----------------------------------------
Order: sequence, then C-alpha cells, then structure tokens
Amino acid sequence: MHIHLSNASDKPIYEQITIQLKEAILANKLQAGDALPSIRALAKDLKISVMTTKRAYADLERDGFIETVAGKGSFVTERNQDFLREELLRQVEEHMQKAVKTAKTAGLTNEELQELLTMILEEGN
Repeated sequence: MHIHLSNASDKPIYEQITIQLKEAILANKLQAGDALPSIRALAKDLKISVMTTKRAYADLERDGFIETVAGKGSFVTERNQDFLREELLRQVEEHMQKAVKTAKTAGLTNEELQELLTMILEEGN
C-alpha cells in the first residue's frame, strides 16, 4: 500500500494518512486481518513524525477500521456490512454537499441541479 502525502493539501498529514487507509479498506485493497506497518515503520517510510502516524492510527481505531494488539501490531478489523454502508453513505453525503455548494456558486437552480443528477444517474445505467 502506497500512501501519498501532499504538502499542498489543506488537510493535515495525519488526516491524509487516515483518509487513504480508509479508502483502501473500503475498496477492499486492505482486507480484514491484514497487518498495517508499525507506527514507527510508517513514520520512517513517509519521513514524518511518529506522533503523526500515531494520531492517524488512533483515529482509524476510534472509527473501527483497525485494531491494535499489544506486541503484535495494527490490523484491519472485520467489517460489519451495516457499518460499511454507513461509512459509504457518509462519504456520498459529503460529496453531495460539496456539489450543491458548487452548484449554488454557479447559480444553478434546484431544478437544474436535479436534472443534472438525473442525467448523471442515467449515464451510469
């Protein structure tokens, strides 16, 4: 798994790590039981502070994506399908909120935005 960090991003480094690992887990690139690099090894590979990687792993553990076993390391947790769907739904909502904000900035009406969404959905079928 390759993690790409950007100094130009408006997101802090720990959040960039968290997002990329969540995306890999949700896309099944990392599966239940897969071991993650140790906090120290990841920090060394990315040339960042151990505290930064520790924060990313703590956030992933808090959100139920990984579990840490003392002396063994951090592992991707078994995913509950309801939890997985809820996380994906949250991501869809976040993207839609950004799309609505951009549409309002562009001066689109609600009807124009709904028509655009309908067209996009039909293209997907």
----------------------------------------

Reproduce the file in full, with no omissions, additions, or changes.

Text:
Order: sequence, then C-alpha cells, then structure tokens
Amino acid sequence: MHIHLSNASDKPIYEQITIQLKEAILANKLQAGDALPSIRALAKDLKISVMTTKRAYADLERDGFIETVAGKGSFVTERNQDFLREELLRQVEEHMQKAVKTAKTAGLTNEELQELLTMILEEGN
Repeated sequence: MHIHLSNASDKPIYEQITIQLKEAILANKLQAGDALPSIRALAKDLKISVMTTKRAYADLERDGFIETVAGKGSFVTERNQDFLREELLRQVEEHMQKAVKTAKTAGLTNEELQELLTMILEEGN
C-alpha cells in the first residue's frame, strides 16, 4: 500500500494518512486481518513524525477500521456490512454537499441541479 502525502493539501498529514487507509479498506485493497506497518515503520517510510502516524492510527481505531494488539501490531478489523454502508453513505453525503455548494456558486437552480443528477444517474445505467 502506497500512501501519498501532499504538502499542498489543506488537510493535515495525519488526516491524509487516515483518509487513504480508509479508502483502501473500503475498496477492499486492505482486507480484514491484514497487518498495517508499525507506527514507527510508517513514520520512517513517509519521513514524518511518529506522533503523526500515531494520531492517524488512533483515529482509524476510534472509527473501527483497525485494531491494535499489544506486541503484535495494527490490523484491519472485520467489517460489519451495516457499518460499511454507513461509512459509504457518509462519504456520498459529503460529496453531495460539496456539489450543491458548487452548484449554488454557479447559480444553478434546484431544478437544474436535479436534472443534472438525473442525467448523471442515467449515464451510469
């Protein structure tokens, strides 16, 4: 798994790590039981502070994506399908909120935005 960090991003480094690992887990690139690099090894590979990687792993553990076993390391947790769907739904909502904000900035009406969404959905079928 390759993690790409950007100094130009408006997101802090720990959040960039968290997002990329969540995306890999949700896309099944990392599966239940897969071991993650140790906090120290990841920090060394990315040339960042151990505290930064520790924060990313703590956030992933808090959100139920990984579990840490003392002396063994951090592992991707078994995913509950309801939890997985809820996380994906949250991501869809976040993207839609950004799309609505951009549409309002562009001066689109609600009807124009709904028509655009309908067209996009039909293209997907």